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July 2005

Around the World in 80 (or so) Pages

Three books guaranteed to fuel wanderlust

By Michael Palin
Weidenfeld & Nicolson, 2004

was written to accompany the BBC 1 television series of the same name, but it stands alone very successfully. Some readers may not be familiar with Palin’s work as traveler, broadcaster and writer, but he’s known to everyone for his part in the Monty Python comedy team.
“Great journeys tend to bring me out in a rash of over-used superlatives, so all I will say is that Himalaya was a wonderfully, magically brilliant journey, with more gasps of astonishment per square mile than any other in my entire life.” These are the words of Palin in his introduction, describing his journey through 3,000 miles of the Himalayas. The book is written in a diary style, which makes it an easy and informal read, and takes the reader through Pakistan, India, Nepal, Tibet, Yunnan, China, Nagaland and Assam, Bhutan and Bangladesh, over a period of 125 days. The color photographs taken by Basil Pao are a wonderful mix of people, breathtaking scenery and Palin clowning around!
Himalaya is more than just a beautiful book. It’s informative and covers every aspect of the countries it features—from their history and politics to their geography and, most importantly, their people. Talking to people is where Palin excels—he seems just as comfortable chatting to sporting hero and political outsider Imran Khan as he does with the Dalai Lama, Bangladeshi fishermen or a Nepalese Sherpa. Like all good travelers, he’s endlessly curious and a keen observer—his descriptions are so vivid that you feel you’ve visited each place with him. It’s unusual to read a traveler’s account, and not a mountaineer’s account, of the Himalayas.
Palin’s wit and humor keeps the book entertaining throughout—his diary entries include comments like “the chicken at supper is, well, muscular.” The combination of his gift for storytelling and the fact that he’s writing about some of the most fascinating countries in the world, make Himalaya an excellent read. However, his very British writing style might not be to everyone’s taste.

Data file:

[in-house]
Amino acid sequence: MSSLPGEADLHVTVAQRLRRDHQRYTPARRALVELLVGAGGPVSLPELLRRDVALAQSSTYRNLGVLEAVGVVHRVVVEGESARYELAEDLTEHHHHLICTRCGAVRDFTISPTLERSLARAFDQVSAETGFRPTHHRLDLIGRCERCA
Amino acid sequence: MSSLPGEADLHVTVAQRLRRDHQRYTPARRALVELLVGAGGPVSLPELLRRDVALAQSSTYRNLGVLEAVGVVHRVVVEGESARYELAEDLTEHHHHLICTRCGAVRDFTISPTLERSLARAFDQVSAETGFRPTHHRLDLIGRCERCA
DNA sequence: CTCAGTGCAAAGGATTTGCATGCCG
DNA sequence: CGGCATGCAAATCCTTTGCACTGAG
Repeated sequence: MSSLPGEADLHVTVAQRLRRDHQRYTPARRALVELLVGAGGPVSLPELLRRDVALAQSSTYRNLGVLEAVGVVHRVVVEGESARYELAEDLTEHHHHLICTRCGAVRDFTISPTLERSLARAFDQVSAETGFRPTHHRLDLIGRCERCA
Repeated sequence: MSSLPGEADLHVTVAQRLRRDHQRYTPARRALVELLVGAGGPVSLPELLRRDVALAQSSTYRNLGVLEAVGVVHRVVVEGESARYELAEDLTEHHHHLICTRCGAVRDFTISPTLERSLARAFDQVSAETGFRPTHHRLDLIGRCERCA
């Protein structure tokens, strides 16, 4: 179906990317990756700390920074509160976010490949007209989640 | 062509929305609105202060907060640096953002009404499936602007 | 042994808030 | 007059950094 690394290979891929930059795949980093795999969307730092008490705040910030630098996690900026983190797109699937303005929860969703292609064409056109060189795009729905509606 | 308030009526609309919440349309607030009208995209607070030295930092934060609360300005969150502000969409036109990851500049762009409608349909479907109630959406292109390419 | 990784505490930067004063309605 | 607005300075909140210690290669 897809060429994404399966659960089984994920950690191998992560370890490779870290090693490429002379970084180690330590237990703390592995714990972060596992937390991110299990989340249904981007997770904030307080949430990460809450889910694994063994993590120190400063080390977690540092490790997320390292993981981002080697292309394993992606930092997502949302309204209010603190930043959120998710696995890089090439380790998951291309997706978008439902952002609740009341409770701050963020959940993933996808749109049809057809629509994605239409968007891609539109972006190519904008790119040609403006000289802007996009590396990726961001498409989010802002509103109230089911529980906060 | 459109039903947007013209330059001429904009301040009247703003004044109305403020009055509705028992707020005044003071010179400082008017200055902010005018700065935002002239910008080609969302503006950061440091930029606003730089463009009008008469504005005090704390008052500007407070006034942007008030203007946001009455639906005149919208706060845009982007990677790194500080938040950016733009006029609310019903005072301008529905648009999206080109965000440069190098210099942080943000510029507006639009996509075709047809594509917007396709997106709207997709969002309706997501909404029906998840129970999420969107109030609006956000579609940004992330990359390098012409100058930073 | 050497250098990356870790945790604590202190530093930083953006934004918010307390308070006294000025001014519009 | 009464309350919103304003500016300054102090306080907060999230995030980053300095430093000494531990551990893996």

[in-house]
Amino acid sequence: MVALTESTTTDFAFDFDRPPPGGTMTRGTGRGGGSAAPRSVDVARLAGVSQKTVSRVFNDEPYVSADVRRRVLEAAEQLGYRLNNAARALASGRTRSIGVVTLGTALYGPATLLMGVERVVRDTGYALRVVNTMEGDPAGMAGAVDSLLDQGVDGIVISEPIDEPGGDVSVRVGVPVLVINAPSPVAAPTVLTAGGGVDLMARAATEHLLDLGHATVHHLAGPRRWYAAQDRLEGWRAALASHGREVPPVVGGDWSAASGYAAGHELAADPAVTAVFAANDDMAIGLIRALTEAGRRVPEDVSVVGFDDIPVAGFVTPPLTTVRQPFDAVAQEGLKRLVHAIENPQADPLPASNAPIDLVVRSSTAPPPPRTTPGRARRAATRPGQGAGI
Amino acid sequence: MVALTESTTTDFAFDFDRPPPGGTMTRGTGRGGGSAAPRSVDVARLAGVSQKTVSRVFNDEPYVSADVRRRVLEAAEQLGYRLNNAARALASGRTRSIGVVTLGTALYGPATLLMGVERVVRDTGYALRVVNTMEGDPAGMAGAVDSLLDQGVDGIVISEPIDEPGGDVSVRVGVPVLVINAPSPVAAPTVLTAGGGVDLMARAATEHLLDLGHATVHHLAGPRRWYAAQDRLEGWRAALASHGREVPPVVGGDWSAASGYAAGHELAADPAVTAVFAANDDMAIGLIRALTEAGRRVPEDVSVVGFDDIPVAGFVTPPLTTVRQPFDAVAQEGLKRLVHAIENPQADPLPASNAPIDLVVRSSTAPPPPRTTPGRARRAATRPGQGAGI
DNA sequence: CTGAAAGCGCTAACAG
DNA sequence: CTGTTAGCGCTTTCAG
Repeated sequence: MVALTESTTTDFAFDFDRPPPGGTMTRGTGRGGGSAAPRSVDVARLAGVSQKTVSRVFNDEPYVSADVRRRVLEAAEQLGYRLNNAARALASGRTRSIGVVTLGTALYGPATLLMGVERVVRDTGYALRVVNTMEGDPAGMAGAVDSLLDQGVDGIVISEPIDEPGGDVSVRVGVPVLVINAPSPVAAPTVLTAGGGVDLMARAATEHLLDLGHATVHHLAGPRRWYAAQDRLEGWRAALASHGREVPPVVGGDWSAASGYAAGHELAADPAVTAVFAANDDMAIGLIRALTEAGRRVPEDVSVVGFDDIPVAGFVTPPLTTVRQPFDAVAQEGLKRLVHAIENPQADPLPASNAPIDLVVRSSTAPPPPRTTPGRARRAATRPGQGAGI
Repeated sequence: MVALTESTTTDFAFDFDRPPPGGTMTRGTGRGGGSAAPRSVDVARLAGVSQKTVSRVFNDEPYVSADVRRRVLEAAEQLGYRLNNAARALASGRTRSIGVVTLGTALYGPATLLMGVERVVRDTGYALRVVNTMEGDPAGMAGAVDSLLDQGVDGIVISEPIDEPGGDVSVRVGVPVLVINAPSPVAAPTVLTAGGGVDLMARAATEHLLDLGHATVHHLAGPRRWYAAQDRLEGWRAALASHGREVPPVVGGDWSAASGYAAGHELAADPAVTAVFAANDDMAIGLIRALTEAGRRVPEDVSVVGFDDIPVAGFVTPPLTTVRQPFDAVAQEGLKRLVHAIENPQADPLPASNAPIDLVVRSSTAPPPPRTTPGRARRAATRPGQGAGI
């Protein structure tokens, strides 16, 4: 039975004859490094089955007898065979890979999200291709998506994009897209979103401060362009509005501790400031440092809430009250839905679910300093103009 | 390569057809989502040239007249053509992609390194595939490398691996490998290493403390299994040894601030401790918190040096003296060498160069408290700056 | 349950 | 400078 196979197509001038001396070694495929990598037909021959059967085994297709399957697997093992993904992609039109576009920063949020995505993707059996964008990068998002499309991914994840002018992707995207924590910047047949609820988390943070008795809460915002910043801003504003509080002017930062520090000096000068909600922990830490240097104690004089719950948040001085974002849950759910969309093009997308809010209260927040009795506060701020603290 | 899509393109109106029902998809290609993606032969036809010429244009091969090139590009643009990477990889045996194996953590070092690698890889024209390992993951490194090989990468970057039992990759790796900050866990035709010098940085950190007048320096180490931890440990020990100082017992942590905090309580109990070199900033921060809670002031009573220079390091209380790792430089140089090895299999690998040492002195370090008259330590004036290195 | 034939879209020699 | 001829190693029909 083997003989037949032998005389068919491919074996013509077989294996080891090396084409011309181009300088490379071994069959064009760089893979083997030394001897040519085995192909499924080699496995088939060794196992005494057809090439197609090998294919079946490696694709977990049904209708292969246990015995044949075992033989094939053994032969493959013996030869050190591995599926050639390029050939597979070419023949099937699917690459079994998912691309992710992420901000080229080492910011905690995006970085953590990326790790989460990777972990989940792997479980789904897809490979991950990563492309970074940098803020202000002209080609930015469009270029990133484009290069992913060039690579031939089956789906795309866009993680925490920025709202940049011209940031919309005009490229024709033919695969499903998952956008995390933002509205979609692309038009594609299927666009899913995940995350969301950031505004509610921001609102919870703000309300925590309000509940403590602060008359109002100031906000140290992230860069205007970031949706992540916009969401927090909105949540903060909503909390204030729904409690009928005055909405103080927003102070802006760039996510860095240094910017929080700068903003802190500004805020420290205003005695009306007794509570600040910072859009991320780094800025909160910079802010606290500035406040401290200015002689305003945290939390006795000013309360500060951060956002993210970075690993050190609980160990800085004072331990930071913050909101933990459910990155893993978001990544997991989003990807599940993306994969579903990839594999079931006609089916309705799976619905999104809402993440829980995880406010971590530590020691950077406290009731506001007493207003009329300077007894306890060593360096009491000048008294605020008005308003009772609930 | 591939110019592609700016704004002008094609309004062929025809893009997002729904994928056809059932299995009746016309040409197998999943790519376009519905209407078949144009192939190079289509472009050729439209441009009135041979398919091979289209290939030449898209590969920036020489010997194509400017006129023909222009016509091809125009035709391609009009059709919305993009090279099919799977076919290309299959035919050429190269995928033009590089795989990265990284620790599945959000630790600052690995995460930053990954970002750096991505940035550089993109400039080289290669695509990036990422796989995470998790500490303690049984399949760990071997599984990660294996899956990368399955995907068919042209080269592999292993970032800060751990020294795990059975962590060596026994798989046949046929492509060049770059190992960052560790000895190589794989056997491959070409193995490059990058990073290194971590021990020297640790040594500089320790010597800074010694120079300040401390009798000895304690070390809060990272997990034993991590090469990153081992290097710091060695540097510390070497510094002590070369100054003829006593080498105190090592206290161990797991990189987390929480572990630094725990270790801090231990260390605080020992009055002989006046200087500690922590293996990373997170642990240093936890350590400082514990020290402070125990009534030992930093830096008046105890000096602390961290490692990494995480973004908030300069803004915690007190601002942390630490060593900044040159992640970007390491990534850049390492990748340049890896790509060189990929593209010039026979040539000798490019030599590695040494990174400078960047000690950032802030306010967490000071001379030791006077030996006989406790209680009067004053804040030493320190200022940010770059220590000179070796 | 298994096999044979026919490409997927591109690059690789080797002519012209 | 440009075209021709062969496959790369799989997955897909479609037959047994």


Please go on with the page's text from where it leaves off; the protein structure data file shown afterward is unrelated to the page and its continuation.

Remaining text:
By Pico Iyer
Bloomsbury, 2005
Sun after Dark
is a collection of travel writing about journeys that have affected the author. When Iyer finds himself rattling through the suburbs of La Paz, Bolivia, in a taxi, his mind is flooded with memories of past encounters and journeys. From LA to Haiti and Yemen to Ethiopia, the stories are evidence of a lifetime of restlessness.
Iyer’s adventures take him to a Bolivian prison and a hidden monastery in Tibet. He experiences a collection of skulls in Cambodia, and travels through Arabia in the weeks before September 11, 2001. He meditates with Leonard Cohen and talks geopolitics with the Dalai Lama.
What sets Iyer apart from other travel writers is that he seems to focus more on what is going on inside his head as he travels than on where he is. He asks constant questions about the world around him, and lives for that temporal shift that comes with travel. Iyer successfully conveys the idea that no matter how geographically remote you are, you are never far from yourself.
Sun after Dark is comical in places, although it is not clear whether this is intentional; Iyer is undoubtedly a gifted thinker and writer, but the fact that he appears to take himself a little too seriously will dull the enjoyment of the book for some readers.

By Don George
Lonely Planet, 2005

Lonely Planet did not take long to figure out that, these days, everyone wants to be a travel writer. Don George, who has been a travel writer and editor for 25 years, wrote this guide with the aim of helping people turn their passion into a profession.
Chapters include travel writing then and now, what it takes to be a travel writer, finding your story, the art and craft of writing, examples of good travel writing and tips on getting published. At the end of each chapter there is expert advice on travel writing from prominent writers, editors and agents. The appendix provides an extensive collection of UK, US and Australian resources, including useful publications, publishers, Websites, reference books and writers’ groups. It’s interesting to note that, despite its “make your passion your profession” motto, the book doesn’t just focus on how to become a professional travel writer. George also gives valuable tips to postcard-scribblers, bloggers and journal-jotters.
The best thing about the book is that George describes the more realistic side of being a travel writer—the hours sitting in front of a blank computer screen, the stress of impending deadlines, the flow of rejection letters and the fact that travel writers rarely make a decent living. In fact, this guide will probably put off a number of would-be writers when they realize it’s not all beaches, tropical cocktails and five-star hotels, but disciplined and demanding work that requires, as George says, “talent and tact, pluck and luck.” <<<

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